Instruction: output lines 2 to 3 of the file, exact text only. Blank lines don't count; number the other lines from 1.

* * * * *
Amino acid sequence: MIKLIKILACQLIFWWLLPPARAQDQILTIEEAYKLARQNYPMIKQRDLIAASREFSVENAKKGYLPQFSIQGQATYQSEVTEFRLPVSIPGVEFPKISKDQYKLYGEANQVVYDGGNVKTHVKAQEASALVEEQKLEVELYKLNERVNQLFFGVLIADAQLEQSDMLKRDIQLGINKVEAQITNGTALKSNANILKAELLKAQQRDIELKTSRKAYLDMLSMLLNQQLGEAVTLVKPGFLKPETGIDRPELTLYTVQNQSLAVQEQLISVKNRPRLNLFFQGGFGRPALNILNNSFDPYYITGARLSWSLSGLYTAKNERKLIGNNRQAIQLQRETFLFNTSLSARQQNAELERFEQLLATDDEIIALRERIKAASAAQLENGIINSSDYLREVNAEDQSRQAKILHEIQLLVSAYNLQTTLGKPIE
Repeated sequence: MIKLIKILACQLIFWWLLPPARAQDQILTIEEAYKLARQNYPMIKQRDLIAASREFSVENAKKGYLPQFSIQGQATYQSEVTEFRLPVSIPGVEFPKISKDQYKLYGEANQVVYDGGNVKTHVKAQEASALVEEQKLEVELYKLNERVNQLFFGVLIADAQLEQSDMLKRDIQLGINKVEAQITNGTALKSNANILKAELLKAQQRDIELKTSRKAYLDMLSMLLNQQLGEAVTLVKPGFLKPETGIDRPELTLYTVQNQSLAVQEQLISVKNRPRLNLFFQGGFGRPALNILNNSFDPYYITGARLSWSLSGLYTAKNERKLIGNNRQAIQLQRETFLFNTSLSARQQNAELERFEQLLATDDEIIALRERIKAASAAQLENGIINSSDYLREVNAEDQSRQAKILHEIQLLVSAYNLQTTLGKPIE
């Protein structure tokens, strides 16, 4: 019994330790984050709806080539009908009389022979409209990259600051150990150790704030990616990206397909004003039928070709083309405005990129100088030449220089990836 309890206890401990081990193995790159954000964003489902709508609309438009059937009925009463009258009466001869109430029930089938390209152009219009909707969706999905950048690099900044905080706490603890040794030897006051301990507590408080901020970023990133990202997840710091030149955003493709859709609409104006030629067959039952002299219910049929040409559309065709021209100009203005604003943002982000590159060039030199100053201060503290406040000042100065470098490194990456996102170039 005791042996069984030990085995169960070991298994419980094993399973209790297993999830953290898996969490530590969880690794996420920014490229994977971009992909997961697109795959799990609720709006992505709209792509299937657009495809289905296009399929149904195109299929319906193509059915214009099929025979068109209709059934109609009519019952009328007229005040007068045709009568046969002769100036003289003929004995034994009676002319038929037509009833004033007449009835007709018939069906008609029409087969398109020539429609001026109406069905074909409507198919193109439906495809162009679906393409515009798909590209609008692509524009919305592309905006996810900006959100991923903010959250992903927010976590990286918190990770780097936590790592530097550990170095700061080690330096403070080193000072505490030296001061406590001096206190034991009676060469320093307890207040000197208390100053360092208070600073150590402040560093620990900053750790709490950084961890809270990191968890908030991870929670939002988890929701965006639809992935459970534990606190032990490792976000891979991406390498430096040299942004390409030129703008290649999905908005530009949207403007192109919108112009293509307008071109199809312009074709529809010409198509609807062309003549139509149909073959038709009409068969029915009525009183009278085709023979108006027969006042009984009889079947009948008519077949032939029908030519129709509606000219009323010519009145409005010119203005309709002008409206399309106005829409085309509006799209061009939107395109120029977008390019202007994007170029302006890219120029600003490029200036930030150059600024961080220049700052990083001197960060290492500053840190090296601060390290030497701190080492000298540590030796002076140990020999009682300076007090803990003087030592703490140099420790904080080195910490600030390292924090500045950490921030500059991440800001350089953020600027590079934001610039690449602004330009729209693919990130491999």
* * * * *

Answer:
Repeated sequence: MIKLIKILACQLIFWWLLPPARAQDQILTIEEAYKLARQNYPMIKQRDLIAASREFSVENAKKGYLPQFSIQGQATYQSEVTEFRLPVSIPGVEFPKISKDQYKLYGEANQVVYDGGNVKTHVKAQEASALVEEQKLEVELYKLNERVNQLFFGVLIADAQLEQSDMLKRDIQLGINKVEAQITNGTALKSNANILKAELLKAQQRDIELKTSRKAYLDMLSMLLNQQLGEAVTLVKPGFLKPETGIDRPELTLYTVQNQSLAVQEQLISVKNRPRLNLFFQGGFGRPALNILNNSFDPYYITGARLSWSLSGLYTAKNERKLIGNNRQAIQLQRETFLFNTSLSARQQNAELERFEQLLATDDEIIALRERIKAASAAQLENGIINSSDYLREVNAEDQSRQAKILHEIQLLVSAYNLQTTLGKPIE
């Protein structure tokens, strides 16, 4: 019994330790984050709806080539009908009389022979409209990259600051150990150790704030990616990206397909004003039928070709083309405005990129100088030449220089990836 309890206890401990081990193995790159954000964003489902709508609309438009059937009925009463009258009466001869109430029930089938390209152009219009909707969706999905950048690099900044905080706490603890040794030897006051301990507590408080901020970023990133990202997840710091030149955003493709859709609409104006030629067959039952002299219910049929040409559309065709021209100009203005604003943002982000590159060039030199100053201060503290406040000042100065470098490194990456996102170039 005791042996069984030990085995169960070991298994419980094993399973209790297993999830953290898996969490530590969880690794996420920014490229994977971009992909997961697109795959799990609720709006992505709209792509299937657009495809289905296009399929149904195109299929319906193509059915214009099929025979068109209709059934109609009519019952009328007229005040007068045709009568046969002769100036003289003929004995034994009676002319038929037509009833004033007449009835007709018939069906008609029409087969398109020539429609001026109406069905074909409507198919193109439906495809162009679906393409515009798909590209609008692509524009919305592309905006996810900006959100991923903010959250992903927010976590990286918190990770780097936590790592530097550990170095700061080690330096403070080193000072505490030296001061406590001096206190034991009676060469320093307890207040000197208390100053360092208070600073150590402040560093620990900053750790709490950084961890809270990191968890908030991870929670939002988890929701965006639809992935459970534990606190032990490792976000891979991406390498430096040299942004390409030129703008290649999905908005530009949207403007192109919108112009293509307008071109199809312009074709529809010409198509609807062309003549139509149909073959038709009409068969029915009525009183009278085709023979108006027969006042009984009889079947009948008519077949032939029908030519129709509606000219009323010519009145409005010119203005309709002008409206399309106005829409085309509006799209061009939107395109120029977008390019202007994007170029302006890219120029600003490029200036930030150059600024961080220049700052990083001197960060290492500053840190090296601060390290030497701190080492000298540590030796002076140990020999009682300076007090803990003087030592703490140099420790904080080195910490600030390292924090500045950490921030500059991440800001350089953020600027590079934001610039690449602004330009729209693919990130491999």